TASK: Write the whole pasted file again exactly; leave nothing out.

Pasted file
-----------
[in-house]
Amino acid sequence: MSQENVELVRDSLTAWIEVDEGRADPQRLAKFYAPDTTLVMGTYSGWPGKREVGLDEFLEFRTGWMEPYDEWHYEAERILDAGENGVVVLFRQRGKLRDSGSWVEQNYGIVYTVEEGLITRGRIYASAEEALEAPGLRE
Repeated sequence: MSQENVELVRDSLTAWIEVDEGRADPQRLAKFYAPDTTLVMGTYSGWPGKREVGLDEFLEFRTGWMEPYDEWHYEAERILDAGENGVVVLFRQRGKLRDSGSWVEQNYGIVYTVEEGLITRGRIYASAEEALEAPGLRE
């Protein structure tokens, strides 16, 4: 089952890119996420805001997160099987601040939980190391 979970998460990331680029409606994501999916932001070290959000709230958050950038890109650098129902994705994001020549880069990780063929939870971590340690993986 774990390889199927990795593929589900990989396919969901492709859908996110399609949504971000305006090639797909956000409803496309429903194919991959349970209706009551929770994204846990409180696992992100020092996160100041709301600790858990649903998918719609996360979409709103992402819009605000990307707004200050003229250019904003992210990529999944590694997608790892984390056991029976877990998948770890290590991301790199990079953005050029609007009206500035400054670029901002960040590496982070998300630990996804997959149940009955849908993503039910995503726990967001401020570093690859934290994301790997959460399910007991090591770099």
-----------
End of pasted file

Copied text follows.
[in-house]
Amino acid sequence: MSQENVELVRDSLTAWIEVDEGRADPQRLAKFYAPDTTLVMGTYSGWPGKREVGLDEFLEFRTGWMEPYDEWHYEAERILDAGENGVVVLFRQRGKLRDSGSWVEQNYGIVYTVEEGLITRGRIYASAEEALEAPGLRE
Repeated sequence: MSQENVELVRDSLTAWIEVDEGRADPQRLAKFYAPDTTLVMGTYSGWPGKREVGLDEFLEFRTGWMEPYDEWHYEAERILDAGENGVVVLFRQRGKLRDSGSWVEQNYGIVYTVEEGLITRGRIYASAEEALEAPGLRE
């Protein structure tokens, strides 16, 4: 089952890119996420805001997160099987601040939980190391 979970998460990331680029409606994501999916932001070290959000709230958050950038890109650098129902994705994001020549880069990780063929939870971590340690993986 774990390889199927990795593929589900990989396919969901492709859908996110399609949504971000305006090639797909956000409803496309429903194919991959349970209706009551929770994204846990409180696992992100020092996160100041709301600790858990649903998918719609996360979409709103992402819009605000990307707004200050003229250019904003992210990529999944590694997608790892984390056991029976877990998948770890290590991301790199990079953005050029609007009206500035400054670029901002960040590496982070998300630990996804997959149940009955849908993503039910995503726990967001401020570093690859934290994301790997959460399910007991090591770099």